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Pentecost 5: sprouts?

Dell B 7This week’s readings

As much as I would like to preach the parable of the sower as prescriptive: that Jesus is telling us that there is something we can and should do in order to be fruitful; on its face the story simply describes what happens to seeds on various types of ground and what happens to “the word of the kingdom” in the understanding and behaviour of the analogous types of people that Jesus describes.

In my rural parish this parable does not feel quite as abstract as it might to city folks. Some of my parishioners make their living sowing grain every year in hopes that the resulting crops will bring at least a bit more than the cost of planting them. The big fuel and fertilizer companies bear none of the risk, but rather keep their big profits even if the farmers loose money on the crop. A short sighted supply and demand economy means that even when the Lord blesses the land with conditions that produce bumper crops, the prices drop and the fullness of that blessing is not transferred to farmers.

With such economic realities that surround farming in Canada questions might be raised about the careless of the sower who wastes good seed on ground that is not apt to be fruitful. Of course the method of broadcasting handfuls of seed to which Jesus probably referred does not allow the precise elimination of every bit of soil that is less apt to be fertile.

In the metaphor Jesus implies that the word of the kingdom comes to many in whom it will not be productive.  If preachers and evangelists are the ones who proclaim this word of the Kingdom, should we find this encouraging or discouraging? Some of your sowing of the word of the kingdom will be unproductive. Of course the problem is not the quality of the seed but rather the growing conditions. And perhaps the purpose of sowing includes not just producing the best possible a crop but also deliberately revealing the nature of the soil.

Although we may wish to have a hand in changing those conditions the parable does not explicitly suggest any remedy for the assorted types of unproductive soil or persons. It is not a parable about how to cultivate ideal growing conditions. Nevertheless this doesn’t mean Jesus never intended to provoke such thoughts. Nor does the telling or the retelling of the Parable preclude that the growing conditions in the hearts and minds of those who hear the word of the kingdom may change or be improved over time.  Indeed the very thing that reveals which condition of soil is analogous to any particular person is the way the word of the kingdom eventually either withers or becomes fruitful to varying degrees.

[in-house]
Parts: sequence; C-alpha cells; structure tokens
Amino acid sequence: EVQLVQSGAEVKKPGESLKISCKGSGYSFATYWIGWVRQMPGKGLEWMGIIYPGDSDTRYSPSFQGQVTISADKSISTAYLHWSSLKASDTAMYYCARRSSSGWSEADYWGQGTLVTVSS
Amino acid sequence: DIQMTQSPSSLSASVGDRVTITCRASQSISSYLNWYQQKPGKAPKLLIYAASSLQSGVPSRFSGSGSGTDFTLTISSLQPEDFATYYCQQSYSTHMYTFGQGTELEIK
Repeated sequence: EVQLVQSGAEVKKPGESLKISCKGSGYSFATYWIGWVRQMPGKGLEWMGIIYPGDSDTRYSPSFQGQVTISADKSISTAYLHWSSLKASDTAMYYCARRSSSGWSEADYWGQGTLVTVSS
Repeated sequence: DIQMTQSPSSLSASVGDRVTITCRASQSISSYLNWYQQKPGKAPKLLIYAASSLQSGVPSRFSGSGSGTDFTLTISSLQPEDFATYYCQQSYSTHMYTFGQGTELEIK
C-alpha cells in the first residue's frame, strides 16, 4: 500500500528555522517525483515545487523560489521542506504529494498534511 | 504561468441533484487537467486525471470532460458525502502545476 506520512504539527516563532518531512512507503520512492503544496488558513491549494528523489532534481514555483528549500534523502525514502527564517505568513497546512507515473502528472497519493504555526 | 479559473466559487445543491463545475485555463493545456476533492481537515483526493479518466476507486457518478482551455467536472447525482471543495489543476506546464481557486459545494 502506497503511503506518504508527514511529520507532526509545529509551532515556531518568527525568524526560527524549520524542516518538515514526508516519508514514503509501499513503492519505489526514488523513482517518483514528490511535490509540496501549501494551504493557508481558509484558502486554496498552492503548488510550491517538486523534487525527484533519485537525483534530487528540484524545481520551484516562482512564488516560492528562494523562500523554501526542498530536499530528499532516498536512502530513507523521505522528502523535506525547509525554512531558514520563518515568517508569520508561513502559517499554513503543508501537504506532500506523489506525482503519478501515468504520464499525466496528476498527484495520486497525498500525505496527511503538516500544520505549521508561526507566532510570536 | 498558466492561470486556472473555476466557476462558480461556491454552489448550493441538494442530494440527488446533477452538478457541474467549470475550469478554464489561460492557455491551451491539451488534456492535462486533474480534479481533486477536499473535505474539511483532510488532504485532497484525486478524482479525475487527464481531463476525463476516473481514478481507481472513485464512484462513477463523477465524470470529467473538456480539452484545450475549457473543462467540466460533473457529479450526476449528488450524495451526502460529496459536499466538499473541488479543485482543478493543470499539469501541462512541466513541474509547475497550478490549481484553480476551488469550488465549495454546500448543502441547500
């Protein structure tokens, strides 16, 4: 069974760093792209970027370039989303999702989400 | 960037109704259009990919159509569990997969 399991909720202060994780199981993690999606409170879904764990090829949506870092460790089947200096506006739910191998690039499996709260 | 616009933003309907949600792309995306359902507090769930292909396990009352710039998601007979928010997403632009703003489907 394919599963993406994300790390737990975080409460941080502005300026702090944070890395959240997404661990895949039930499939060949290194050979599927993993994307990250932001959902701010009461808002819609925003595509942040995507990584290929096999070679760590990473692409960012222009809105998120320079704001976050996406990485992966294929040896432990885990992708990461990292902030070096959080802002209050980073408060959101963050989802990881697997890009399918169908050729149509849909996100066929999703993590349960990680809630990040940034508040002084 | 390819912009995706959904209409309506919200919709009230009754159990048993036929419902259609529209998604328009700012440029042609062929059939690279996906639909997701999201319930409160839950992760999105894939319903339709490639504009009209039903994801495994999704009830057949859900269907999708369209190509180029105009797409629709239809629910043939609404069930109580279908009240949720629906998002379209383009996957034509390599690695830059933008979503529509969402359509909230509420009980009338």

We won’t know for sure how fruitful or fruitless the word will be in a persons life until we observe the way is grows. So on one hand the sower might be critiqued for wasting seed on soil that is apt to be unproductive, but on the other hand the sower is hopeful and generous enough to sow every type of soil and give it the opportunity to produce as much as it can depending on its condition at the time.

I think the word of the kingdom is sown in everyone who hears or reads or memorizes or studies or discusses or acts upon the teaching of scripture. It seems to me that each time a person hears that word they have opportunity for it to become productive in their life. And even though the parable itself doesn’t go there, I think that all our experiences, both good and bad, may be analogous to the work of Providence and the Holy Spirit to cultivate the soil of our heats and minds so that every time we hear the word, it may become more and more productive in our lives and in the world.


About Dell Bornowsky

I have been a farm boy, woodworker, and building maintenance consultant. Prior to Anglican, my formation was in Roman Catholic, Jesus People, Baptist and Pentecostal tribes. I am interested in cultures, philosophy, mysticism, and wilderness travel. I am a husband and father. I believe creation is good, that God acts in material history, and that ancient wisdom may be more relevant than we realize. Presently Rector of St Philip in Regina.
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